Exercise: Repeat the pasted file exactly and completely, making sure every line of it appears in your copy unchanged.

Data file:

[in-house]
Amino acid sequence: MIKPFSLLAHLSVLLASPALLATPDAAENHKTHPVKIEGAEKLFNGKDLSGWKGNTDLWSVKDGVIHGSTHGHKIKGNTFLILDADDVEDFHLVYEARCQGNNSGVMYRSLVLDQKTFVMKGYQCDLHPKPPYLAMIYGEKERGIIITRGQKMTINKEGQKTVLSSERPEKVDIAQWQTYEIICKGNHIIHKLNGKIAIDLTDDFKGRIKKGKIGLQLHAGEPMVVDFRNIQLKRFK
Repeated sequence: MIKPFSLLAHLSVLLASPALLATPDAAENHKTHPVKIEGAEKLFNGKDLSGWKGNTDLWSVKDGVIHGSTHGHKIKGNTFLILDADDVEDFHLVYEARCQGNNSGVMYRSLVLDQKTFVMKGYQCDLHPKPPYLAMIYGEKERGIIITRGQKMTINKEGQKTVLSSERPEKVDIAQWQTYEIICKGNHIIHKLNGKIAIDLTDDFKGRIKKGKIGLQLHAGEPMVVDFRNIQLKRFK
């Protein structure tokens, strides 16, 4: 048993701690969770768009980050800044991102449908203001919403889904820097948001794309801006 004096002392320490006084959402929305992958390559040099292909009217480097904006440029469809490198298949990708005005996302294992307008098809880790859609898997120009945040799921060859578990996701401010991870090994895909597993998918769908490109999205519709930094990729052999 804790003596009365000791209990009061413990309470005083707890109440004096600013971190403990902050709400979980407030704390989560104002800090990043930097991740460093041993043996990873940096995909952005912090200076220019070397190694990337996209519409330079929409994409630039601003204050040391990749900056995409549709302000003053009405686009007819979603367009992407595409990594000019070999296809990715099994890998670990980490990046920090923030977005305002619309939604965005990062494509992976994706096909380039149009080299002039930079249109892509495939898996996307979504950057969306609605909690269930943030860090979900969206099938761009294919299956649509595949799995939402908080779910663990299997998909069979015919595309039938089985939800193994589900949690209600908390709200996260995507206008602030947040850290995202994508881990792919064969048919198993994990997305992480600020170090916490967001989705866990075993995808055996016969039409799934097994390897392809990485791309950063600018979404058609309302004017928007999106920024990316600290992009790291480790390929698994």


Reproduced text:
[in-house]
Amino acid sequence: MIKPFSLLAHLSVLLASPALLATPDAAENHKTHPVKIEGAEKLFNGKDLSGWKGNTDLWSVKDGVIHGSTHGHKIKGNTFLILDADDVEDFHLVYEARCQGNNSGVMYRSLVLDQKTFVMKGYQCDLHPKPPYLAMIYGEKERGIIITRGQKMTINKEGQKTVLSSERPEKVDIAQWQTYEIICKGNHIIHKLNGKIAIDLTDDFKGRIKKGKIGLQLHAGEPMVVDFRNIQLKRFK
Repeated sequence: MIKPFSLLAHLSVLLASPALLATPDAAENHKTHPVKIEGAEKLFNGKDLSGWKGNTDLWSVKDGVIHGSTHGHKIKGNTFLILDADDVEDFHLVYEARCQGNNSGVMYRSLVLDQKTFVMKGYQCDLHPKPPYLAMIYGEKERGIIITRGQKMTINKEGQKTVLSSERPEKVDIAQWQTYEIICKGNHIIHKLNGKIAIDLTDDFKGRIKKGKIGLQLHAGEPMVVDFRNIQLKRFK
């Protein structure tokens, strides 16, 4: 048993701690969770768009980050800044991102449908203001919403889904820097948001794309801006 004096002392320490006084959402929305992958390559040099292909009217480097904006440029469809490198298949990708005005996302294992307008098809880790859609898997120009945040799921060859578990996701401010991870090994895909597993998918769908490109999205519709930094990729052999 804790003596009365000791209990009061413990309470005083707890109440004096600013971190403990902050709400979980407030704390989560104002800090990043930097991740460093041993043996990873940096995909952005912090200076220019070397190694990337996209519409330079929409994409630039601003204050040391990749900056995409549709302000003053009405686009007819979603367009992407595409990594000019070999296809990715099994890998670990980490990046920090923030977005305002619309939604965005990062494509992976994706096909380039149009080299002039930079249109892509495939898996996307979504950057969306609605909690269930943030860090979900969206099938761009294919299956649509595949799995939402908080779910663990299997998909069979015919595309039938089985939800193994589900949690209600908390709200996260995507206008602030947040850290995202994508881990792919064969048919198993994990997305992480600020170090916490967001989705866990075993995808055996016969039409799934097994390897392809990485791309950063600018979404058609309302004017928007999106920024990316600290992009790291480790390929698994």